Loggerhead (Caretta caretta)
Stranding Location: Price Inlet
Arrival Date: 05/05/2015
Weight: 51.7 kg (~114 pounds)
Captain Chuck Griffin, a sports fishing captain, spotted a sea turtle floating in Price Inlet located between Capers and Bulls Islands. Recognizing this turtle was in distress, he and the passengers on board carefully lifted this large sea turtle onto the boat. After making contact with the appropriate first responders at SCDNR for instructions and authorization, Captain Griffin transported this debilitated turtle to the Isle of Palms Marina where they were met by an SCDNR Marine Turtle Conservation staff member, who then transported this loggerhead to the Aquarium for medical treatment. This debilitated turtle, named “Price,” was admitted the day after another debilitated loggerhead (Portia) currently in our hospital.
It was clear upon admission that Price was extremely lethargic and had severe edema, an abnormal accumulation of fluid in the tissues. Initial diagnostic tests included blood work analysis, obtaining a heart rate, and a full physical examination. Fluids were administered subcutaneously and intravenously to combat dehydration, hypoglycemia (blood glucose was undetectable), and hypoproteinemia (extremely low blood protein levels that are the likely cause of the edema). Additional supportive care included antibiotics and vitamins B complex, C, and K. The turtle was placed on foam in 2” of water overnight because s/he was too lethargic to swim and was at risk of drowning.
14 May 2015: Price still shows signs of edema, particularly in the loose folds of skin around the neck. This accumulation of fluid makes him appear much less emaciated than he actually is. Staff were grateful to discover that Price’s vision wasn’t compromised by his emaciated state (a common occurrence in debilitated turtles) and that he has a strong appetite. Although Price would eagerly eat much more than the small diet we are currently feeding him, we need to ensure that his diet is increased in a slow and controlled manner so that we don’t overwhelm his atrophied digestive system, which is essentially shut down due to long-term starvation.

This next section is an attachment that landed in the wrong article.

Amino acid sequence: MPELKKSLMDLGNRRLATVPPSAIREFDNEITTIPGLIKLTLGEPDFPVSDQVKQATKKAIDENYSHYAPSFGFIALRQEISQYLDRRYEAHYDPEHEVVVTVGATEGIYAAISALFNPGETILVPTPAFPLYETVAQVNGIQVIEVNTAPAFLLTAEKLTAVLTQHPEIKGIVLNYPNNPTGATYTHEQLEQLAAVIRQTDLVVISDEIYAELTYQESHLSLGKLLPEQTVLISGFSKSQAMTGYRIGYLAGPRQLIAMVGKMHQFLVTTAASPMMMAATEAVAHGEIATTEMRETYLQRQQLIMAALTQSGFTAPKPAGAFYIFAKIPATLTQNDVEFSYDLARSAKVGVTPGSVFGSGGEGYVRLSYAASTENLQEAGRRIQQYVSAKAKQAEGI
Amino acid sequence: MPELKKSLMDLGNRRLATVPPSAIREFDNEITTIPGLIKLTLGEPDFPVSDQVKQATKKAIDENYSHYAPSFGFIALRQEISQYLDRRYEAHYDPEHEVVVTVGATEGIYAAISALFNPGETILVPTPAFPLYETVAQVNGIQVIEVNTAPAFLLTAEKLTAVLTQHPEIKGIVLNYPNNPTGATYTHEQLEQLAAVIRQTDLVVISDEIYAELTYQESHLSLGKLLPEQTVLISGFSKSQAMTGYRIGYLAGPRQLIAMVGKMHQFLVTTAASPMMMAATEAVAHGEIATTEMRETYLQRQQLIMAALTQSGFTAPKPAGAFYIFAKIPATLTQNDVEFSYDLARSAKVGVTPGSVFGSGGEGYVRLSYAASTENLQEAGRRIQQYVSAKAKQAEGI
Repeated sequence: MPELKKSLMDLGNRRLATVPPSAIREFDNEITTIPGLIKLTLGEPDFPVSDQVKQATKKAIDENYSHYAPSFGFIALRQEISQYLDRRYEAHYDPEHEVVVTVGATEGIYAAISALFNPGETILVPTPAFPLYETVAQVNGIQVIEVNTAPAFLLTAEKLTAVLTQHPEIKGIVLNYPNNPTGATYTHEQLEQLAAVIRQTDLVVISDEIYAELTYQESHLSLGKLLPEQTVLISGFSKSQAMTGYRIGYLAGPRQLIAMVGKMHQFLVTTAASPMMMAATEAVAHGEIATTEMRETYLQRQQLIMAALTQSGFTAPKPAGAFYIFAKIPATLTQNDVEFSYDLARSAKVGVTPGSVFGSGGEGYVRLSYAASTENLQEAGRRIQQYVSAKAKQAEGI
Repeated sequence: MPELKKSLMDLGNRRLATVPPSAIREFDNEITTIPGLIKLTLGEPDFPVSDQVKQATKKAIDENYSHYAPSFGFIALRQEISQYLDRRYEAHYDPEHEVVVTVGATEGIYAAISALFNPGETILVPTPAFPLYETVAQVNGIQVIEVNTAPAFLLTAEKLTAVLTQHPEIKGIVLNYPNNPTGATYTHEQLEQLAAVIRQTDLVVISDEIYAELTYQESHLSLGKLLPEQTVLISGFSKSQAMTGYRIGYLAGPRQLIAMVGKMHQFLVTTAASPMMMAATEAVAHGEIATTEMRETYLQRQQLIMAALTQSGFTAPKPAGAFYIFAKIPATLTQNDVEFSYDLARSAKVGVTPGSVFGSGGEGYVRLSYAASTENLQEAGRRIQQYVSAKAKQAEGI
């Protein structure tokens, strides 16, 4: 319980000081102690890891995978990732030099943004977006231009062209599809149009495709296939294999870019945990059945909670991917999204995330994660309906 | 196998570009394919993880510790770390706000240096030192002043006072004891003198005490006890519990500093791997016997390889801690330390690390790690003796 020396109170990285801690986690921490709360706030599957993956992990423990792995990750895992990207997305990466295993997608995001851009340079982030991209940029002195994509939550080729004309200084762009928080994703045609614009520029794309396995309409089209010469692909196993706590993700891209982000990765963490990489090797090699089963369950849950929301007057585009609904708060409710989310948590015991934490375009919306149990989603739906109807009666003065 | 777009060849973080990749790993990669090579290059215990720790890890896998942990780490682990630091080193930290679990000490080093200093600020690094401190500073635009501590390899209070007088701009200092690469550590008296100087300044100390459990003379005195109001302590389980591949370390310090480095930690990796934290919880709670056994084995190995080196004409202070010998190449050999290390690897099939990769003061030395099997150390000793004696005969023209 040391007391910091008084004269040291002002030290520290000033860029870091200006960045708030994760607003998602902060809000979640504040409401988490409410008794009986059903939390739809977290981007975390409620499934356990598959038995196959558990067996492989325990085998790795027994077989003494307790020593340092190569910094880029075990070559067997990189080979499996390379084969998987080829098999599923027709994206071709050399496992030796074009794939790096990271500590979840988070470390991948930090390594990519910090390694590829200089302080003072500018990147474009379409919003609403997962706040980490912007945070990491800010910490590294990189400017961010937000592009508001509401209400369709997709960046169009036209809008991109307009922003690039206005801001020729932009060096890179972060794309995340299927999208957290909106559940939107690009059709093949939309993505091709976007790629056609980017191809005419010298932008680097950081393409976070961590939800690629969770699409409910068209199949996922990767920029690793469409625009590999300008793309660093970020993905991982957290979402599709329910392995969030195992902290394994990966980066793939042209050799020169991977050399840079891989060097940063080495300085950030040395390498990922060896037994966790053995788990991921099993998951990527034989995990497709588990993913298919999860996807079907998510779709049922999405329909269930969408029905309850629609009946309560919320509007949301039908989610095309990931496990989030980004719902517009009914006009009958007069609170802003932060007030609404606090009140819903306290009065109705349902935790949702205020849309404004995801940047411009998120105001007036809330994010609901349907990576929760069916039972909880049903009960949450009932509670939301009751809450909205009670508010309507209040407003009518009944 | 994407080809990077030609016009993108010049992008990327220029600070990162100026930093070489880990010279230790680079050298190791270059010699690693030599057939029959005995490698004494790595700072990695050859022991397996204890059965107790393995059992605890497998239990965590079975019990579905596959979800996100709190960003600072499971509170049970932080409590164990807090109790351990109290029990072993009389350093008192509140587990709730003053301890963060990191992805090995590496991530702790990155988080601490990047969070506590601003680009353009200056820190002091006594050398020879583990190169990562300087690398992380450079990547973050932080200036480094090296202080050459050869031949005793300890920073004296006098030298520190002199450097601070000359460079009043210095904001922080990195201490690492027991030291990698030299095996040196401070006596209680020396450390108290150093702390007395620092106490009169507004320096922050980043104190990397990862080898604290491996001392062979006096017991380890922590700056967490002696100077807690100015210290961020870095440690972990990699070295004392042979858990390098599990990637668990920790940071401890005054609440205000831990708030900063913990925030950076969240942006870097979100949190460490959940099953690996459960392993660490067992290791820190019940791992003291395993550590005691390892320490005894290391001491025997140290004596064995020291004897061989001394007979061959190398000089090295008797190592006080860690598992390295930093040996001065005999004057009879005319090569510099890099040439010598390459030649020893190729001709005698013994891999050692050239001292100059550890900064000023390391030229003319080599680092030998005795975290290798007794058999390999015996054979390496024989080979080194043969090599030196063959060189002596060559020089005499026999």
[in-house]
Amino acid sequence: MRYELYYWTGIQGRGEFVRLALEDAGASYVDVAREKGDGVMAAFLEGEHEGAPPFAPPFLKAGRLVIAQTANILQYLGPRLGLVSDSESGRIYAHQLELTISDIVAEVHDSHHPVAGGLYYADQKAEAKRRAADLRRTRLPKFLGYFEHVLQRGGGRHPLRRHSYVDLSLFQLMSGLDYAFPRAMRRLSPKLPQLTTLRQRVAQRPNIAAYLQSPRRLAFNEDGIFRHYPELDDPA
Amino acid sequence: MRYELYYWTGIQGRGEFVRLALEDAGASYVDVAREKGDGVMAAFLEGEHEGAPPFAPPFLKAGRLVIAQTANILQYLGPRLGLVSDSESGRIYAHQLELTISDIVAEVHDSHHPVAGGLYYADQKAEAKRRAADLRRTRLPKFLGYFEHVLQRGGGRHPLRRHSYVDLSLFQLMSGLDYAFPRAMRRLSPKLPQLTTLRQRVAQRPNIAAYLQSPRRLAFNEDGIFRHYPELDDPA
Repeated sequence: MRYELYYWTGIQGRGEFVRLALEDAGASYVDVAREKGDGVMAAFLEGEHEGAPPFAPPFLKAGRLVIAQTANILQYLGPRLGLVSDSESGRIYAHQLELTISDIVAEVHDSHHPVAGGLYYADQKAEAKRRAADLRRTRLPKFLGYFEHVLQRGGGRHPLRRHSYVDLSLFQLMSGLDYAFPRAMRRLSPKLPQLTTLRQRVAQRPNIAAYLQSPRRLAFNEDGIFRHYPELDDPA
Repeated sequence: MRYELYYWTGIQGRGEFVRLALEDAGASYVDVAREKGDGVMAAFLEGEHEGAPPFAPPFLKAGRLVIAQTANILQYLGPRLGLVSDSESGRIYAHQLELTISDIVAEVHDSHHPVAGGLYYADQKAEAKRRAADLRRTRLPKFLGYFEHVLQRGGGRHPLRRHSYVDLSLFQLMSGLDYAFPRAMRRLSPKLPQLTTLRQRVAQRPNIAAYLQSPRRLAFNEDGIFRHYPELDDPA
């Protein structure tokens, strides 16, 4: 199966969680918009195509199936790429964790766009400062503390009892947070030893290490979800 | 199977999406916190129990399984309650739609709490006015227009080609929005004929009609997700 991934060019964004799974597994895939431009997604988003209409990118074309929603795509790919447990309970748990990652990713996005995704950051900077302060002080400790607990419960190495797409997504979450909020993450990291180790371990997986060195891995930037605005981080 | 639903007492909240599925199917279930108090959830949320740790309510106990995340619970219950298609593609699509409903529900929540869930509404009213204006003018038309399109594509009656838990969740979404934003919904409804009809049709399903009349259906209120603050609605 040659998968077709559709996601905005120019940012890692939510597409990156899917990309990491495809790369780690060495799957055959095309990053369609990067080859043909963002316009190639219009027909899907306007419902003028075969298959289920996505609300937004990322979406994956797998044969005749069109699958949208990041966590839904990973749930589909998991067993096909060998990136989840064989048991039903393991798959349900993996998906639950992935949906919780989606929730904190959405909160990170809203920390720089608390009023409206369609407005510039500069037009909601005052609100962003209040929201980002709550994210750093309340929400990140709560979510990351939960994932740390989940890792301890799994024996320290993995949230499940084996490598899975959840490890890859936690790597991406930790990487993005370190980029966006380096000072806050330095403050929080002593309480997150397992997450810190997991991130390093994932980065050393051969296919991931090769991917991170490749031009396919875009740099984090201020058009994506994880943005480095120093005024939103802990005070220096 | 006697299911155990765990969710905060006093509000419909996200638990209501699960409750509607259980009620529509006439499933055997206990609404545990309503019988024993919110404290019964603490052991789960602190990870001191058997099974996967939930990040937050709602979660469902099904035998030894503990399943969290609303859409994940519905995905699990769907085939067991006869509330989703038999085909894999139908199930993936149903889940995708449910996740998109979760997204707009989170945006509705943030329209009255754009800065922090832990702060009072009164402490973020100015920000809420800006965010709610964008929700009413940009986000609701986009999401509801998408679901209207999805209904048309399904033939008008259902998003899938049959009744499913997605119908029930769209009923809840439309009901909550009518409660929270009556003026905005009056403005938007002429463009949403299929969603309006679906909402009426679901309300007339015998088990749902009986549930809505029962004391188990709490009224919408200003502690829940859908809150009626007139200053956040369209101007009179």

10 June 2015: In mid-May, shortly after the last update posted here, our vet confirmed Price has cataracts in both eyes. This is an unfortunate occurrence for this loggerhead, and we are now focused on getting him healthy enough to easily tolerate cataract surgery.
12 August 2015: Edings is finally healthy enough to undergo cataract surgery. We are currently in the process of scheduling this important procedure to restore his eyesight.
28 September 2015: We are happy to report that thanks to the amazing work of veterinary ophthalmologist Dr. Anne Cook, Price’s bilateral cataracts were successfully removed. Post-surgery treatment will include giving eye drops twice a day for a few weeks. Staff will also closely monitoring Price’s eyes and vision for the next few months. We are hopeful that s/he will soon be able to locate food on her own.
14 November 2015: Price is doing fantastic, and we are all very pleased with her ability to navigate around the tank and reliable locate food. Price is also skilled at catching live blue crabs, and is on the fast track to release!
17 December 2015: One of the final steps in the pre-release process occurred today for Price. S/he received a set of metal flipper tags that were placed on both front flippers. Each tag has a unique identification number engraved on it. In addition a grain of rice sized PIT tag (Passive Integrated Transponder) was injected into the muscle. This microchip can be detected with a portable scanner which displays a unique alphanumeric code. Both sets of these tags are beneficial as a means to identify sea turtles on an individual basis.
31 December 2015
30 miles off the coast of South Carolina